Building Systems Compared: Masonry vs. Tilt-Up Construction

Masonry vs. Tilt-Up Construction

When it comes to two trusted construction methods, which is right for your project?

There are many options when it comes to building a structure – masonry and tilt-up construction are two of the most common. Masonry is quite popular, and it has been around for centuries, dating all the way back to the 4th millennium. Tilt-up has been around for more than 100 years and is growing in popularity each year. When comparing tilt-up vs. masonry, which one is right for your project?

The difference between masonry and tilt-up construction

Masonry is a tried and true construction method with a long history and a strong reputation. It involves building structures by laying individual masonry units and binding them together with cement mortar. The individual masonry units can be brick, concrete block, stone, or other similar materials.

In contrast, tilt-up construction is a less labour-intensive method that involves forming and pouring concrete panels on-site, and then using a crane to lift them into place.

Both can result in beautiful buildings, each with their respective value and advantages, but they involve very different approaches.

Pros and cons of masonry

There are many benefits to using masonry for a construction project. First, it can be very cost-effective. Masonry units have a naturally appealing look without applying external finishes, so once they’re installed, no further work is needed. This can lead to significant savings since additional materials aren’t needed, and special trades that apply finishes aren’t necessary.

Masonry is non-combustible and improves the safety of a building. This is why fireplaces are often built with masonry units. Additionally, masonry is highly resistant to pests and bad weather.

Masonry is also an effective way to give a home or building a dynamic, rustic look.

However, masonry has its downsides, too. Masonry construction has to be postponed during heavy rains or freezing temperatures, as the cement mortar is vulnerable to these conditions. Masonry also performs poorly during some natural disasters, such as earthquakes. During construction, a lot of specialized manpower is required, and masonry can add a lot of time to a project schedule. Furthermore, masonry units are quite heavy and require a lot of transportation around the job site. This means a lot of manual labour to get materials to the right place, and this excessive movement can increase carbon emissions for the project.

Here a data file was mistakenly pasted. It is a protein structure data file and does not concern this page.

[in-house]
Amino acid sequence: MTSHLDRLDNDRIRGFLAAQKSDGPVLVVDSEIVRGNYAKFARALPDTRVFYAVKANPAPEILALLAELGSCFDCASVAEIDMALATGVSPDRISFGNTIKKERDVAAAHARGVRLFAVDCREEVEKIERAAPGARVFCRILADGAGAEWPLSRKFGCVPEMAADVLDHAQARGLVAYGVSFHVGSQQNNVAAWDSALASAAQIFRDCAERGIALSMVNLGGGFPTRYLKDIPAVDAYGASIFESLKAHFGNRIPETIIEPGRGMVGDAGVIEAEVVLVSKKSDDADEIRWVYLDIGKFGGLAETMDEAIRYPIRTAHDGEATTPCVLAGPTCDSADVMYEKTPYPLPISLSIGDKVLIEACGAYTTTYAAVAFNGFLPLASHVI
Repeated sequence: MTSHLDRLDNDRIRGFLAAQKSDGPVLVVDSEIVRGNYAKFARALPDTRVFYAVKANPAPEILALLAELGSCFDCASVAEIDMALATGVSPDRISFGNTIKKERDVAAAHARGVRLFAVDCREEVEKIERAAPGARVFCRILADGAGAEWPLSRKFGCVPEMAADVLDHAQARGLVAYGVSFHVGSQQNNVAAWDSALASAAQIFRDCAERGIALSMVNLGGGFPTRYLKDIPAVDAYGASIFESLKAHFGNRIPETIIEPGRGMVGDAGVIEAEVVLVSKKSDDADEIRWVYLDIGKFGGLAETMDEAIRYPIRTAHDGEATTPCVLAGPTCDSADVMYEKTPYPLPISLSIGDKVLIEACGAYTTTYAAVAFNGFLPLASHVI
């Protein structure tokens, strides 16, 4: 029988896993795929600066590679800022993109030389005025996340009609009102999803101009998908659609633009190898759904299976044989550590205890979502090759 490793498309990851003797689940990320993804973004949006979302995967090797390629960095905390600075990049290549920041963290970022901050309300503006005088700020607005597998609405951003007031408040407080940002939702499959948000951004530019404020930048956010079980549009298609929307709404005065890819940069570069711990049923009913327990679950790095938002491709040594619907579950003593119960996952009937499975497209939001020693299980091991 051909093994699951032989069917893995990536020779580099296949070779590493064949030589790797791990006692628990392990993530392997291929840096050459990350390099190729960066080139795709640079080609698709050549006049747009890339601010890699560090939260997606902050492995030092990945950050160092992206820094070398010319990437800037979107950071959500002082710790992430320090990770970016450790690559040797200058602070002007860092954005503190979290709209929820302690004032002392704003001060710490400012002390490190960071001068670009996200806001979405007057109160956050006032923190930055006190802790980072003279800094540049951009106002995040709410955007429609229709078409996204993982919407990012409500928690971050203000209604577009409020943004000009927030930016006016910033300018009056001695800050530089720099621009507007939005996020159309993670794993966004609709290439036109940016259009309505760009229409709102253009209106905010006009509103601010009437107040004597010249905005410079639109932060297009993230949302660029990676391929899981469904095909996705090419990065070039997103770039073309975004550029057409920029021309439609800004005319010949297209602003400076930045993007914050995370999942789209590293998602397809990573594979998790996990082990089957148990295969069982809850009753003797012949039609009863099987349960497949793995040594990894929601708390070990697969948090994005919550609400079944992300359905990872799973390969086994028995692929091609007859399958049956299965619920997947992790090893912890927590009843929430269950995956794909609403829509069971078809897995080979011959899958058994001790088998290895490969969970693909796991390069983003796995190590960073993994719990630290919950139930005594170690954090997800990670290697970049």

Pros and cons of tilt-up

Tilt-up construction has a lot of positives. Tilt-up buildings can be erected on tight time schedules. Shorter project timeframes result in lower overall costs. In addition, tilt-up follows a simplified construction process and doesn’t require a lot of specialty trades. This, too, results in cost savings.

Tilt-up buildings are extremely durable and can withstand the impact of many weather events and natural disasters.

These buildings have thermal mass, which makes it easier to maintain the internal temperature. This results in lower energy costs over time.

The concrete in tilt-up buildings naturally absorbs sound, which reduces noise pollution and makes the space more enjoyable for inhabitants. From a design standpoint, the tilt-up process allows for more spacious buildings without using perimeter columns. And construction of tilt-up buildings is safer than construction processes with other materials like wood.

The cons of using tilt-up are few and far in-between, but they exist. Tilt-up construction may require higher upfront costs; however, these are offset by the building’s energy savings and longevity. Also, construction on tilt-up buildings can be difficult on smaller sites, but with the right equipment and an experienced team, there are plenty of workarounds.

Choosing between tilt-up and masonry construction

When considering tilt-up vs. masonry, your decision ultimately depends on the factors that are most important. Your project timeframe, your budget, and your design preferences should all be taken into consideration. For example, masonry may not be the right fit for a project that needs to be completed in just a few months during the winter – it requires more time and skilled labour, and it can’t be done in cold weather.

You should also consider the purpose of your building and where you live. Tilt-up construction is versatile and works well for large projects, like warehouses and schools, as well as smaller custom homes. And, if you live in an area that’s prone to natural disasters, a tilt-up building will be easier to maintain.

Tilt-up is the best choice

Ultimately, tilt-up construction is the ideal choice. It has unmatched durability, cost-effectiveness, energy efficiency, and architectural versatility. And, if you want the aesthetic appeal of masonry, this can be achieved with form liners (e.g. thin brick, thin block, etc.). Tilt-up can give you the look you want with less construction time and less labour.

To incorporate tilt-up into your next project, contact Tilt Wall today.